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Chapter Twenty-Nine. Miscellaneous Laboratory Animals Part 2. ALAT Presentations Study Tips. If viewing this in PowerPoint, use the icon to run the show (bottom left of screen). Mac users go to “Slide Show > View Show” in menu bar

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Chapter twenty nine l.jpg

Chapter Twenty-Nine

Miscellaneous Laboratory Animals

Part 2


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ALAT Presentations Study Tips

  • If viewing this in PowerPoint, use the icon to run the show (bottom left of screen).

    • Mac users go to “Slide Show > View Show” in menu bar

  • Click on the Audio icon: when it appears on the left of the slide to hear the narration.

  • From “File > Print” in the menu bar, choose “notes pages”, “slides 3 per page” or “outline view” for taking notes as you listen and watch the presentation.

    • Start your own notebook with a 3 ring binder, for later study!


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Fish

  • Nest materials - sand, gravel & rocks, plant matter, kidney secretions, mucus cocoons & mucous-coated air bubbles

    • Lay eggs 2 - 3, to millions, some bear live young

  • Studies of temperature & electrolyte regulation, endocrinology, bacterial diseases, behavior, genetics & water pollution

    • rainbow trout - studies of liver cancer

    • live-bearing tropical fishes - studies of melanomas

    • goldfish in neurological & vision studies

  • Criteria for selecting include availability, survivability in aquariums, & background or amount of baseline information available.


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Fish Handling & Restraint

  • Identify w/ numbered jaw tags, button tags inserted through fins or an operculum, freeze branding, fin clipping and pigmentation patterns.

  • Wild-caught - no mud on gills & not injured, no damage to protective mucus coat

  • Not kept out of water more than a few seconds, without equipment to keep their body & gills moist

  • Temperature, pH & O2 level of transport water

    should not vary from water taken from.

  • Plastic bags & Styrofoam boxes for transport

  • Shipment requires water oxygenation system.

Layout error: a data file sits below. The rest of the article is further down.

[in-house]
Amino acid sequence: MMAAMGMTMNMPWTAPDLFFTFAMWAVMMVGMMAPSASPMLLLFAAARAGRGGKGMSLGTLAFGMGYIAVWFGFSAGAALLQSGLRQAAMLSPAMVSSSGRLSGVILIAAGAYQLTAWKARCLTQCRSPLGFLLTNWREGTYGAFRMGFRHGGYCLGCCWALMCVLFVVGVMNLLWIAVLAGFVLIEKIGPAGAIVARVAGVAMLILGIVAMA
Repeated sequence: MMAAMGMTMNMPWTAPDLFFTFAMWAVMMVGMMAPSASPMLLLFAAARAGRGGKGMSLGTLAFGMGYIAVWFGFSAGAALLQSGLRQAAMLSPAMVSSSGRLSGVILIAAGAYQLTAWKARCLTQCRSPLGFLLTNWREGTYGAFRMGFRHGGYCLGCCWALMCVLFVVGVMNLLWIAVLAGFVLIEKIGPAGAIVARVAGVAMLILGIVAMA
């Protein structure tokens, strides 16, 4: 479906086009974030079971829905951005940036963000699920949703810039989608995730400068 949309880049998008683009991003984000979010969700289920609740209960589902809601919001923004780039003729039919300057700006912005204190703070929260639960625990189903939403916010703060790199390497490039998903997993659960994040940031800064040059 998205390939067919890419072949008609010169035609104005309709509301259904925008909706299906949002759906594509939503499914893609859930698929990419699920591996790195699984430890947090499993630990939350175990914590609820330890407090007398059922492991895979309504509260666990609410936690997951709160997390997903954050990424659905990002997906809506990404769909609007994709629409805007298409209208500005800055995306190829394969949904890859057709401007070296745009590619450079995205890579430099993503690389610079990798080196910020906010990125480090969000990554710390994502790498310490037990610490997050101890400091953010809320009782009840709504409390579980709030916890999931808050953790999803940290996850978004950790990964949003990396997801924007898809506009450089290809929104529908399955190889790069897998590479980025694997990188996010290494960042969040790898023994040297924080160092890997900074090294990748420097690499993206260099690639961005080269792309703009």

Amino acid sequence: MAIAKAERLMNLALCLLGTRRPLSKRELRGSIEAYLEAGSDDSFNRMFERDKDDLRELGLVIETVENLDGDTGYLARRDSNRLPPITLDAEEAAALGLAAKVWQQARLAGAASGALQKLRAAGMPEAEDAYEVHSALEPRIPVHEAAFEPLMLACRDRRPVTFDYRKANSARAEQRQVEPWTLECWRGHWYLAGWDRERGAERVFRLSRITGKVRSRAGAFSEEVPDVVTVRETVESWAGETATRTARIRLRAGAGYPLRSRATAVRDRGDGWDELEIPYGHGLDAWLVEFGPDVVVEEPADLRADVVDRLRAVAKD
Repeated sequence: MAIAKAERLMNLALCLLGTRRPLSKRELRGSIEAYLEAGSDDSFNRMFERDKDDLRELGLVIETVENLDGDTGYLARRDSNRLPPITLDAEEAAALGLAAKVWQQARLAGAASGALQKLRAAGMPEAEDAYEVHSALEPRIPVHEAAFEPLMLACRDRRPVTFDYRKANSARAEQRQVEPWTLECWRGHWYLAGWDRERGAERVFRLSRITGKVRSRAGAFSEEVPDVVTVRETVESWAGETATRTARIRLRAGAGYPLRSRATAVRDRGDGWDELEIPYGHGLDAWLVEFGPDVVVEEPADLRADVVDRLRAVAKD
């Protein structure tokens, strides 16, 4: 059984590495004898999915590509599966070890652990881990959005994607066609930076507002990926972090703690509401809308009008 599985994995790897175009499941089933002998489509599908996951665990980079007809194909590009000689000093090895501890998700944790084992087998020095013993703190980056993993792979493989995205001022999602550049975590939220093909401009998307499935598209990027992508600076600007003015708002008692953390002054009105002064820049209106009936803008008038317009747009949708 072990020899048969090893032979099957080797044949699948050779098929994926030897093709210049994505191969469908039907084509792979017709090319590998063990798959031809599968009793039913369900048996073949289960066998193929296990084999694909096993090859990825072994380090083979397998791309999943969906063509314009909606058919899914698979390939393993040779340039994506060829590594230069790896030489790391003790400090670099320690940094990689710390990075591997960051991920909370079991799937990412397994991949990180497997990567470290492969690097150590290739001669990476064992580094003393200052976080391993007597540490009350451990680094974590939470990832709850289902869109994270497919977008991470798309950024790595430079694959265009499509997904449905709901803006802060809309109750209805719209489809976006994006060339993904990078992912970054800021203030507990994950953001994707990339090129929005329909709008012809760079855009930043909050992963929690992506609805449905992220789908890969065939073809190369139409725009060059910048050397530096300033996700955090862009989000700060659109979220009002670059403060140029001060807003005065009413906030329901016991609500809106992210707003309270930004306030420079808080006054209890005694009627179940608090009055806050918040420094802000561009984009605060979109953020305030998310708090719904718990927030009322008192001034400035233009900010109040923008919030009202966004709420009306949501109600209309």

• Can use anesthetics for long-distance shipment


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(Images) Zebra Fish Equipment

Views of a zebra fish room...



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Fish Behavior

  • Watch out for - food refusal, abnormal posture, erratic movements, gulping air at water surface, scraping against objects, jumping out of water & listlessness.

  • Some fishes aggressively defend territories; crowding causes greater aggressiveness.

  • Inquisitive & mobile

  • Behavior changes with reproduction or feeding.

  • Interspecies and inter-species fighting occurs.

    • Reduce by separating aggressive individuals & house compatible species w/ similar requirements.


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Fish Husbandry

  • Optimal housing = easy to clean, or self-cleaning, & regulation of water composition & flow rate

    • inexpensive, non-corrosive & provide adequate temperature / O2 control

  • Circular tank for continuous swimmers

  • For bottom feeders, a large bottom area > important than high water column.

  • Some have higher O2 requirements.

    • > surface area allows > O2 to be absorbed into water than deeper vessel of same capacity.


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Fish Husbandry II

  • Important considerations: chemical and physical characteristics of water

  • Require certain levels of acidity or alkalinity, dissolved O2 , salts, electrolytes, specific range of water temp & circulation

  • Treat chlorine water with sodium thiosulfate or hold 24 hours before use.

    • allows chlorine to dissipate into air

  • Activated carbon used in filter to remove certain types of ions or toxins.

  • Plumbing fixtures, tanks, pond liners and water should not contain or release toxic substances.


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Fish Husbandry III

  • Fluorescent lighting for aquariums

    • less heat & greater control of light spectrum

  • Avoid direct sunlight - heat not controlled, nor effect on microorganism growth

  • Quarantine new arrivals for 3 wks.

  • Disinfectants = alcohol or potassium permanganate

    • Flush tanks well with clean water before reintroducing.

  • Fish poisoned by small amount of residual soap.

  • Species population density tolerances

    • 2 rules: 1 gm fish per liter or 2.5 centimeters of fish per 4 liters of water


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Fish Husbandry IV

  • Extract O2 from water through gills; highly vascularized filaments in gill cavities.

  • In aquarium, movement is by bubbling air through water.

  • Water contains ~8 to 11 ppm of O2.

  • Lungfishes have accessory air-breathing organs.

  • CO2 content of water limits oxygenation - never allowed > 15 ppm.

  • Recirculation - - pumping system removes water from tank, forces it through filter, cleans water mechanically, chemically & biologically.

  • Recirculated water lessens volume of water used.


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Fish Diet

  • Adults usually fed 1x / day.

  • Give quantity to allow feeding less than 10 min.